Do you try and watch the videos beforehand, or are you seeing them for the first time when you’re up there?
It depends. Some of the really, really sad ones I might watch before, just in case.

Is it difficult to strike the balance between the sadness of those clips and the comedy stuff? How do you make sure it doesn’t jar?
I think that’s when you really have to put your presenter skills to the test, of getting the tone right, and knowing when to laugh at something and when to get your serious face on. It’s super hard, because never in real life are you having to make a joke about something, and then talk about people passing. It’s just not really natural. But I’m learning from the best.

You’ve done a lot of live presenting, but it must be quite terrifying, fronting something that is live and, by nature, quite chaotic?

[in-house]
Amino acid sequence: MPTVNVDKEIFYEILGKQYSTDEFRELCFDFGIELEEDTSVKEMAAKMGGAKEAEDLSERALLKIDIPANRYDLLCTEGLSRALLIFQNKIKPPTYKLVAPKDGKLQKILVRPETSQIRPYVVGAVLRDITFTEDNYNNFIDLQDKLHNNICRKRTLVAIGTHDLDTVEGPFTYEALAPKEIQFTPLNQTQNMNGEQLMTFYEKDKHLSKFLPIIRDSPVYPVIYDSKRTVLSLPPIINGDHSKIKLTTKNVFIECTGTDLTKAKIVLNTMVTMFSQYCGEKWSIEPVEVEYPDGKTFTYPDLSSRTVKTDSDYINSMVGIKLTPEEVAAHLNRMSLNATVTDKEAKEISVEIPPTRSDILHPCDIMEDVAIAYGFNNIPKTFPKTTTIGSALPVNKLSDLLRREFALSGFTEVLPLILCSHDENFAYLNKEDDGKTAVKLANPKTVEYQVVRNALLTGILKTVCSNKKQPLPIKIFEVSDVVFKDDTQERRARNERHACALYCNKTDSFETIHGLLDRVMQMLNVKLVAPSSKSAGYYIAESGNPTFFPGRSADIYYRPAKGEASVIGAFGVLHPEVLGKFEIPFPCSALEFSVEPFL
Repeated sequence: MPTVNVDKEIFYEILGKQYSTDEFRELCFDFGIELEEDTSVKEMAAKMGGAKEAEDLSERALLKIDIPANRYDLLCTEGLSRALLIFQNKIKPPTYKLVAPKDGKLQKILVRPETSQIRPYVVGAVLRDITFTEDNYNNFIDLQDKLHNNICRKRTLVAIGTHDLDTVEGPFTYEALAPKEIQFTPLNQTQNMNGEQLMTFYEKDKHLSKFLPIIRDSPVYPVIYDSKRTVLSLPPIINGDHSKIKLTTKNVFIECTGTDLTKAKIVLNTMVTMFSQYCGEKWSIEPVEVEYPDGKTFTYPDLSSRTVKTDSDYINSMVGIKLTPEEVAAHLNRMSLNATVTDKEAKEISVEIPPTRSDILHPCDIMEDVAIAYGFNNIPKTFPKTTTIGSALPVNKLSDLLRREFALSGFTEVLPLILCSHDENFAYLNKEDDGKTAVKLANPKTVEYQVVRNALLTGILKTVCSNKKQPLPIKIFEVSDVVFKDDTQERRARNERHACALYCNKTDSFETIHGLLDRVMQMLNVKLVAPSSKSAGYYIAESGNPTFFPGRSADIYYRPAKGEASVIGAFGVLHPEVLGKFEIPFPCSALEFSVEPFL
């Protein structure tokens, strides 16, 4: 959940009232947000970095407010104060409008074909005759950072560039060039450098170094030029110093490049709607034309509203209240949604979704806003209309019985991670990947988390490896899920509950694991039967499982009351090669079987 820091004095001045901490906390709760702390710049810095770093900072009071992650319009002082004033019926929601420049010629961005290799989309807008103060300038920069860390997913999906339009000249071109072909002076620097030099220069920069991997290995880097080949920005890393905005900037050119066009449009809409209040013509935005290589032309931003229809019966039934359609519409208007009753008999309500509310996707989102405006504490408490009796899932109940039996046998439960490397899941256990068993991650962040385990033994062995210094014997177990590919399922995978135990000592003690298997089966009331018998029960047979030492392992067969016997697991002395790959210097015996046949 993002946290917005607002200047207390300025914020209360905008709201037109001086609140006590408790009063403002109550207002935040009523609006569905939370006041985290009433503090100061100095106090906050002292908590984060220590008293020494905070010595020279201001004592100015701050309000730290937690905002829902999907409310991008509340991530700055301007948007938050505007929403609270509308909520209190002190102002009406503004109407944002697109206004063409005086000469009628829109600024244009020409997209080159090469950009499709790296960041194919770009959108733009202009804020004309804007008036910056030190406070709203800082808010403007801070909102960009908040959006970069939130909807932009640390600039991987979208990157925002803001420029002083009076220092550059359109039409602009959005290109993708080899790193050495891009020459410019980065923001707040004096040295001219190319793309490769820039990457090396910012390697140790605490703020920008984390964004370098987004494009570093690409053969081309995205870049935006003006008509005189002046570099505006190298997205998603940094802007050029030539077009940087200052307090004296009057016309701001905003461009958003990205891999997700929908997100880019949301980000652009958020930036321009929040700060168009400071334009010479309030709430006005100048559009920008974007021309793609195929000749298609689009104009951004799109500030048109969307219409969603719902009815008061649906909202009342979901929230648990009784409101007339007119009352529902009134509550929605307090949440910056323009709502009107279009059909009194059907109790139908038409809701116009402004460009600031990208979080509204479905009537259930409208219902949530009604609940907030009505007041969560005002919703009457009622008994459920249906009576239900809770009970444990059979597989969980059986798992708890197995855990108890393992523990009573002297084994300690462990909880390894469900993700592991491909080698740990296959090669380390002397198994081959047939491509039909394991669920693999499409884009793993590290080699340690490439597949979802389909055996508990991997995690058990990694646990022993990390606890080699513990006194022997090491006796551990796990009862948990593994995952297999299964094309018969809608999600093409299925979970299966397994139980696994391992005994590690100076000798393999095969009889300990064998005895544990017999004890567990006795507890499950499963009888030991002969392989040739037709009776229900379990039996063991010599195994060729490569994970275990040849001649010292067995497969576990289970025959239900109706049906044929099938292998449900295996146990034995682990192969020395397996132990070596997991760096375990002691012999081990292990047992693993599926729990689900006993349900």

Yeah. I think the best thing about live TV is you get the adrenaline, it’s like you’re performing. Anything can happen, the emotions are high, the adrenaline is running, it’s like a buzz I get from live TV, and I think other people would say the same. But in the same way, anything can go wrong. You could mess up your career on a live night if you did something really bad, you never know. Let me just touch some wood!

How will you prepare for the night?
I will read over my script as much as possible, we’ve got some rehearsal time. I usually watch clips from previous years. And I’ll just pray I get as much sleep as possible. I feel like if you’re energy is right, and you’ve got the good spirit inside of you, things usually go well.

How will you wind down, at the end of it?
With a glass of wine. I just sit, usually. I’ll maybe call up my best friend or boyfriend, ask what they thought of it. And I don’t usually sleep after something live until really late. You’ve got all the adrenaline. So it’s usually a 4am bedtime, you’re just sat in your house calming down.